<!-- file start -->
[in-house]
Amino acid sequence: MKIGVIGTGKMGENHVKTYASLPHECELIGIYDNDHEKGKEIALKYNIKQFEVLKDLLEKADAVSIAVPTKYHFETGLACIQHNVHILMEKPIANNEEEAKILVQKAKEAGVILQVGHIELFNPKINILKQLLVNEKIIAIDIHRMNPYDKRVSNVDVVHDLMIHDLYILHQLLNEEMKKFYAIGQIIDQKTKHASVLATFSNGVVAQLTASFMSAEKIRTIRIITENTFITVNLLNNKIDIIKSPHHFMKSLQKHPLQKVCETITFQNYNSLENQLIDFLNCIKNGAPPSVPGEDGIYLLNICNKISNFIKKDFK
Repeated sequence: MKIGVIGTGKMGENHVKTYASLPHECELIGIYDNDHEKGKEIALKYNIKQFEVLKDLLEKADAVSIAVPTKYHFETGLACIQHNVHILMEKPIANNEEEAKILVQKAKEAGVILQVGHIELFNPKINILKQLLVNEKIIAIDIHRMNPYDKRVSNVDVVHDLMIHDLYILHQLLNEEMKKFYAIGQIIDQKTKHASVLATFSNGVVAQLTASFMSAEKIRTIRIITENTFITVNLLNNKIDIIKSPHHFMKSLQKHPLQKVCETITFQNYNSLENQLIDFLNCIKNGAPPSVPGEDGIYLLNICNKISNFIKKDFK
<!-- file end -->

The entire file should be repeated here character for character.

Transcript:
[in-house]
Amino acid sequence: MKIGVIGTGKMGENHVKTYASLPHECELIGIYDNDHEKGKEIALKYNIKQFEVLKDLLEKADAVSIAVPTKYHFETGLACIQHNVHILMEKPIANNEEEAKILVQKAKEAGVILQVGHIELFNPKINILKQLLVNEKIIAIDIHRMNPYDKRVSNVDVVHDLMIHDLYILHQLLNEEMKKFYAIGQIIDQKTKHASVLATFSNGVVAQLTASFMSAEKIRTIRIITENTFITVNLLNNKIDIIKSPHHFMKSLQKHPLQKVCETITFQNYNSLENQLIDFLNCIKNGAPPSVPGEDGIYLLNICNKISNFIKKDFK
Repeated sequence: MKIGVIGTGKMGENHVKTYASLPHECELIGIYDNDHEKGKEIALKYNIKQFEVLKDLLEKADAVSIAVPTKYHFETGLACIQHNVHILMEKPIANNEEEAKILVQKAKEAGVILQVGHIELFNPKINILKQLLVNEKIIAIDIHRMNPYDKRVSNVDVVHDLMIHDLYILHQLLNEEMKKFYAIGQIIDQKTKHASVLATFSNGVVAQLTASFMSAEKIRTIRIITENTFITVNLLNNKIDIIKSPHHFMKSLQKHPLQKVCETITFQNYNSLENQLIDFLNCIKNGAPPSVPGEDGIYLLNICNKISNFIKKDFK